By Mack Male
Nanoprecise Sci Corp is scaling up to help companies around the world reduce their carbon footprint by improving the efficiency of their industrial equipment.
Earlier this month, the company announced it had raised US$10 million in a Series B round led by Export Development Canada (EDC). Honeywell Ventures, NSK Ltd., and EC Mergers & Acquisitions — all new investors — also participated in the round.
The company, founded in Edmonton in 2017, offers an end-to-end predictive asset maintenance and monitoring solution that uses artificial intelligence and IoT technology to help companies reduce unplanned downtime and gain clarity about the right things to fix.
But another interesting benefit — one that Graham Kawulka, chief commercial officer at Nanoprecise, told Taproot was of particular interest to EDC — is the improved energy efficiency that comes from having better-maintained equipment.
"It might sound funny, 'machine health monitoring' — it doesn't sound like cleantech at first, but it really is," Kawulka said. "When you have healthy machines, you use less power to run them, and it can be substantial, the amounts of wasted power and excessive greenhouse gas emissions just because you have poor maintenance."
The company has so far focused on serving the mining, metals, oil and gas, chemical, and cement industries, several of which are among the largest emitters of greenhouse gases. "We're seeing a lot of interest from industrial players who are looking to improve their overall efficiency, while also getting all this other stuff."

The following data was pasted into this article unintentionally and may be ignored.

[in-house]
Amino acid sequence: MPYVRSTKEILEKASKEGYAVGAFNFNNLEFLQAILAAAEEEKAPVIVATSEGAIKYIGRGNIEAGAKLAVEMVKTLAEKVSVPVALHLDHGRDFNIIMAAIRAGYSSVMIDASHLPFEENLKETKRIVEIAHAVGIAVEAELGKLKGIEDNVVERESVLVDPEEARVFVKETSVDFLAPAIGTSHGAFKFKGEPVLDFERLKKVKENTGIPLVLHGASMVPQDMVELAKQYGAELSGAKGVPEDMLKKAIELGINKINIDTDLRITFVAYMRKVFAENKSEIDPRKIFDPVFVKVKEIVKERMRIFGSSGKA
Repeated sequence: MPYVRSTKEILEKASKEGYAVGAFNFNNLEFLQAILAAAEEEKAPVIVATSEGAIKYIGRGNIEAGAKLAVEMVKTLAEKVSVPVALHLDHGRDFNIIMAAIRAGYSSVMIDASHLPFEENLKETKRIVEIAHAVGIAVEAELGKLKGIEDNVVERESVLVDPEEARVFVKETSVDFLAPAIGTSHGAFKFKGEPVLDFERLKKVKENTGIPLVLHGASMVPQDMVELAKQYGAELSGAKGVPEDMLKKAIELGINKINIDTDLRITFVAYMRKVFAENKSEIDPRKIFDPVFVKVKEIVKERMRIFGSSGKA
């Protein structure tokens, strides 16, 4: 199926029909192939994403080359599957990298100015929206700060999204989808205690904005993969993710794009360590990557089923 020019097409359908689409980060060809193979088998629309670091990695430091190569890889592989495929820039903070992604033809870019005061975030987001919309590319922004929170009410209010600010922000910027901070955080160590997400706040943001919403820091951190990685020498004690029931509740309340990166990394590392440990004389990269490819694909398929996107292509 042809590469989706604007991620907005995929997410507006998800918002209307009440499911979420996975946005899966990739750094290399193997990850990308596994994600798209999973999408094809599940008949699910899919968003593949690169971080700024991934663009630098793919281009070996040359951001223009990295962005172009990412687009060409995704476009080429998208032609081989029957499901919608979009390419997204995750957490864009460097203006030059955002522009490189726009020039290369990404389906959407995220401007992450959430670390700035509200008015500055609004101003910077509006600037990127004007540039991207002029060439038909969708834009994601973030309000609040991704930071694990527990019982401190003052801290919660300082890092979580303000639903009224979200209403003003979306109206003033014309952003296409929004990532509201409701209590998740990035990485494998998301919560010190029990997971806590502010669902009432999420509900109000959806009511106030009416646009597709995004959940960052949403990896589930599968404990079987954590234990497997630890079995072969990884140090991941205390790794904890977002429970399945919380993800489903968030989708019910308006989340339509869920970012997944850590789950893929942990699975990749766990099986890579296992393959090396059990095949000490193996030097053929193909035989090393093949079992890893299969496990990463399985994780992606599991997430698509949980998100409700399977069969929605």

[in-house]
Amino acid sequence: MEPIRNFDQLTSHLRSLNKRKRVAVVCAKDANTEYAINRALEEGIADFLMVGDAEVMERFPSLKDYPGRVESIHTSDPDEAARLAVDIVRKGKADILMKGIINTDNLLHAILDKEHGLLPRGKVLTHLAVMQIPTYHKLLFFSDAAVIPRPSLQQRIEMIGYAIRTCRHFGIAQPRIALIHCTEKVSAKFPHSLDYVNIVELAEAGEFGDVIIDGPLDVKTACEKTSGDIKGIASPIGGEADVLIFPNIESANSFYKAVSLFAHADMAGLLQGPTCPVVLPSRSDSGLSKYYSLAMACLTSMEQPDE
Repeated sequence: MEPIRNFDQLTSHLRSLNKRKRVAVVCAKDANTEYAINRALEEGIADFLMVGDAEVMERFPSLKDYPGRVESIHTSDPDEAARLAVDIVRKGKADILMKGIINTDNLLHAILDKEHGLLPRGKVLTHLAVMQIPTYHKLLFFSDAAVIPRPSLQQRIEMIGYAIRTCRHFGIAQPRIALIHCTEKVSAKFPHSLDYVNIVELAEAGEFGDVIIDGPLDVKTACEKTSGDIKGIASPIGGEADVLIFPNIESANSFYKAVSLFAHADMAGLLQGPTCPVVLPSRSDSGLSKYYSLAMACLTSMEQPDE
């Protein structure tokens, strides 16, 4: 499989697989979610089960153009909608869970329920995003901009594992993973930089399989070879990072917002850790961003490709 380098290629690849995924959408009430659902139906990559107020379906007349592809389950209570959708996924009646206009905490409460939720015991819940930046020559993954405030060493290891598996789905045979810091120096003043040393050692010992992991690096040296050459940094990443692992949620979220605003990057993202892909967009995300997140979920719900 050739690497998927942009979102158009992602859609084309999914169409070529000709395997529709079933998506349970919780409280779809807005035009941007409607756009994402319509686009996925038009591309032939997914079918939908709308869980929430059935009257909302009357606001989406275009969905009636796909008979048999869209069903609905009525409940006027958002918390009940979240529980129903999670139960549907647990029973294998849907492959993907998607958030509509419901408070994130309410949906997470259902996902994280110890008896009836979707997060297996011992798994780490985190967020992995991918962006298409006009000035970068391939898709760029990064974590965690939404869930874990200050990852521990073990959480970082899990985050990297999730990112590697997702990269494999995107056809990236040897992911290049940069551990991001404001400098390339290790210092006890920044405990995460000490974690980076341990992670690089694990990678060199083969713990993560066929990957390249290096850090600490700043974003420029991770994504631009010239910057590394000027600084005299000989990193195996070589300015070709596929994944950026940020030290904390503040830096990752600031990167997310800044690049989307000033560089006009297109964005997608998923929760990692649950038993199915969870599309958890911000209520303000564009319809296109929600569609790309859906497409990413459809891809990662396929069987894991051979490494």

The latest funding round, with participation from government and some of the largest industrial companies in the world, should help Nanoprecise close more deals, as it shows its target clientele that "we're growing up, and we're into that more mature startup phase," Kawulka said.
"We're really after enterprise-level customers that are pretty large, and when they look at startups there's an element of risk," he explained. "As you get along these milestones, it really helps to establish credibility."
Kawulka said about 30% of Nanoprecise's business is in India, thanks in part to founder and CEO Sunil Vedula's connections in the country where he was born. The company, which already has customers in more than 30 countries, also plans to expand further in the United States and is starting to enter the European market.
"We have lots to do, and we have so much runway. Some of the biggest opportunities we've seen in the history of the company started to come through in the last six months," Kawulka said. "We're starting to really experience brand recognition, which for a startup is amazing."